Adam Macias has been thrown a few curve balls in his life, but losing his VA grant because his car broke down and he missed a class was the one that struck him out. One relative away from homelessness, he’s taking the bus to Sacramento, where his cousin has offered a house-sitting job and a new start. He has one goal, and that’s to get his life back on track. Friends, pets, lovers? Need not apply.
Finn Stewart takes one look at Adam as he’s applying to Candy Heaven and decides he’s much too fascinating to leave alone. Finn is bright and shiny—and has never been hurt. Adam is wary of his attention from the very beginning—Finn is dangerous to every sort of peace Adam is forging, and Adam may just be too damaged to let him in at all.
But Finn is tenacious, and Adam’s new boss, Darrin, doesn’t take bullshit for an answer. Adam is going to have to ask himself which is harder—letting Finn in or living without him? With the holidays approaching it seems like an easy question, but Adam knows from experience that life is seldom simple, and the world seldom cooperates with hope, faith, or the plans of cats and men.
(From previously on site)
Adam is having a rough life. His mother and grandmother treated him like pond scum growing up, so he joined the military to prove he was “worthy”. He fell in love with one of his fellow soldiers, only to be left high and dry when his lover didn’t want to come out of the closet. He returned to the states to go back to school, but lost his grant when his car died and he could no longer attend classes. With his last gasp, he heads up to his cousin’s apartment for 6 months of free rent to try to get his life in order.
With what feels like divine intervention, Adam stumbles into Candy Heaven following the Help Wanted sign and is immediately set to work. His boss also plays the role of his fairy godfather and matchmaker by hooking him up with Finn, the sandwich delivery guy.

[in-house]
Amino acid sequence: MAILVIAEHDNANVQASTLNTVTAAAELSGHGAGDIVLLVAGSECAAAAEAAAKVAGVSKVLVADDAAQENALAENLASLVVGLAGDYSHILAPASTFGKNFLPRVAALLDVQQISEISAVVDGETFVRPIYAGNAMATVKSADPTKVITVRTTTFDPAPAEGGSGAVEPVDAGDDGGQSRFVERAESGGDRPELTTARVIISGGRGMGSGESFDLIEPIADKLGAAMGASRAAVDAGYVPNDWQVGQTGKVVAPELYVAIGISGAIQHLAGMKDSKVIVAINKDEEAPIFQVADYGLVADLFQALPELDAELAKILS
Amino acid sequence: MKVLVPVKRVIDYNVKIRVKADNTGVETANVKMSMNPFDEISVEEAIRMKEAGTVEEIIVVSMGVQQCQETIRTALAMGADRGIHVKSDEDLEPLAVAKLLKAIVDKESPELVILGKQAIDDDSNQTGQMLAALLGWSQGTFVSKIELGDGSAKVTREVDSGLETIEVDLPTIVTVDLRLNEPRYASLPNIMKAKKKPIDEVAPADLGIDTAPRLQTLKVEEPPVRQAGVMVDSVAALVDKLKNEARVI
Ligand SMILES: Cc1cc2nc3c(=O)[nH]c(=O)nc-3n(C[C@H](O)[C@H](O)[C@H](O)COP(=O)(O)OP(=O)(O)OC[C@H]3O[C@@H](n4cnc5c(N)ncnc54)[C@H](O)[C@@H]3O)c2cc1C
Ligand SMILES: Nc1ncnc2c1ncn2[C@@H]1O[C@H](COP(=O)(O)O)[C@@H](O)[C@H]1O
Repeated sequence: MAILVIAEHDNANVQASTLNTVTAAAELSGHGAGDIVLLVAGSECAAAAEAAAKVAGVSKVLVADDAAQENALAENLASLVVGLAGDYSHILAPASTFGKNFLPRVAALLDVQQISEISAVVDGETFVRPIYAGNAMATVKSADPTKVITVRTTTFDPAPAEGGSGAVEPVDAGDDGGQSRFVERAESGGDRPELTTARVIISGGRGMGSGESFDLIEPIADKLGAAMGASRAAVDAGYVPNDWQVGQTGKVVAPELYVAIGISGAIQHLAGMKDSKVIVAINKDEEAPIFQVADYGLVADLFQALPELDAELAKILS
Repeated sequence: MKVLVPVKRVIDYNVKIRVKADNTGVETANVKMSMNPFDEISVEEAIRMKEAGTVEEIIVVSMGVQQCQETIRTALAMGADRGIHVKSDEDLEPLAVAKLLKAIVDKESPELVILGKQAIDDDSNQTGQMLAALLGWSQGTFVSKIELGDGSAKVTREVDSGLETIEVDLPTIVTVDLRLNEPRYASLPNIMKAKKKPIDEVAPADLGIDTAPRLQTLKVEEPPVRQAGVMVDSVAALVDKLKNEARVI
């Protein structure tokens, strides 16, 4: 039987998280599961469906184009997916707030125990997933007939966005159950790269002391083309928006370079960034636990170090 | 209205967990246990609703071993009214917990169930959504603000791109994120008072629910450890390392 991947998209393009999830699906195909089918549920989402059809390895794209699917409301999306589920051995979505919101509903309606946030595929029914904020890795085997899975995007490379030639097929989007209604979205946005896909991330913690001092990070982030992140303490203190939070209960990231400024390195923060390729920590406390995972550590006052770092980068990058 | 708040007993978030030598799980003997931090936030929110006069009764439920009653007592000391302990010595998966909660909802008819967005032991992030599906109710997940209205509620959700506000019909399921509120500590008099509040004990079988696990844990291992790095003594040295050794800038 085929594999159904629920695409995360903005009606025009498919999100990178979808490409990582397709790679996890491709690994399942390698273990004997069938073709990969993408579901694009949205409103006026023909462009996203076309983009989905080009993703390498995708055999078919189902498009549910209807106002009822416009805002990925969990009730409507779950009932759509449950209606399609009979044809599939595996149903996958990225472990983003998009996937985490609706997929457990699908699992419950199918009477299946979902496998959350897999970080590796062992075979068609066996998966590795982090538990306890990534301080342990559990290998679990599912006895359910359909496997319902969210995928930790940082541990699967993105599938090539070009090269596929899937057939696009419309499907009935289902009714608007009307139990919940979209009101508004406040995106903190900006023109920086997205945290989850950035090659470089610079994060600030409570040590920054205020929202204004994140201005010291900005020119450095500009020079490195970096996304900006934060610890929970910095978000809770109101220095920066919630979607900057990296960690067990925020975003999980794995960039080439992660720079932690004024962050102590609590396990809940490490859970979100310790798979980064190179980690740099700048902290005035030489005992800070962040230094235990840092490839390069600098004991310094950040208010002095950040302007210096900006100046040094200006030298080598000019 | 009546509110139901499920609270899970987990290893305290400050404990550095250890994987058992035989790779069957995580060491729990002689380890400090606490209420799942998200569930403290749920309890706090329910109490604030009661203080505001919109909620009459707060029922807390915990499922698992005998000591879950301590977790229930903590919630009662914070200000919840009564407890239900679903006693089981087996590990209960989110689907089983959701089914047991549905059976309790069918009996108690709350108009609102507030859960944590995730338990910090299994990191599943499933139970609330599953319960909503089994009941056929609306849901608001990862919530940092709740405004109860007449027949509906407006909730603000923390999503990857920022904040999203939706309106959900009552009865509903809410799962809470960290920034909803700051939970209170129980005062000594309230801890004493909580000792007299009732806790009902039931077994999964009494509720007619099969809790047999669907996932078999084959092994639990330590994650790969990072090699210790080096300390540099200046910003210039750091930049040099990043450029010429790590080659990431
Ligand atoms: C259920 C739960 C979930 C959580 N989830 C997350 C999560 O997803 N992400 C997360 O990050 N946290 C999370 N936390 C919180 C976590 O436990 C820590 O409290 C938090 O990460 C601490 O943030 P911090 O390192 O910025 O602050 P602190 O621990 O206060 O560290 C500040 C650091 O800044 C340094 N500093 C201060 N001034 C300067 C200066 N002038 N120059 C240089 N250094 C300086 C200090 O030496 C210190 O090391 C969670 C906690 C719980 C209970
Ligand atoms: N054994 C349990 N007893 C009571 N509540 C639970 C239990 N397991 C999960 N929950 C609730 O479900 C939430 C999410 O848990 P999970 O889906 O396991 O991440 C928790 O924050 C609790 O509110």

Finn is young, idealistic, freshly single, and unstoppable. He sees the darkness in Adam and knows he can bring in the light. By pairing his cheery disposition with offerings of free food, he slowly breaks through the walls surrounding Adam’s heart.
Adam, who fully believes he isn’t worthy of someone like Finn, does what he can to stave off the romance, but when he really needs help, Finn is there and it’s Finn who helps him see that he does have value and most importantly – hope.
This is one of Amy’s relatively “low angst” stories. Of course she will make you cry (for me it was at least twice) but most of the story is full of “awwww”. I was reminded of her story Christmas Kitsch in that Oliver – little Oliver – was the force of nature – blowing in and taking charge. In The Candy Man – that’s Finn. He won’t take no for an answer and he’s fearless.
I also really enjoyed the secondary characters and I really hope Joni gets her girl one day and that we get to read more about Rico’s romance. (Fingers crossed!). The vaguely paranormal part of the story left me with a new respect for Pixie Stix, as well!
Amy can describe a scene so thoroughly that I could picture Adam’s drawings, Finn’s hair, Gonzo’s fight against the medicine – everything. Adam’s sketch book journal was a particularly wonderful vehicle for showing both us and Finn the inside workings of his brain and past and I thought it was a tremendously clever tool.
I am thankful for this sweet story with little angst she has given us to brighten up our holiday season.
Philip Alces is growing on me I admit. I really enjoyed listening to this and thought he did a great job with Finn and Adam – especially the emotional times. I think he’s growing more comfortable with that aspect of his narration and it shows.
5 of 5 hearts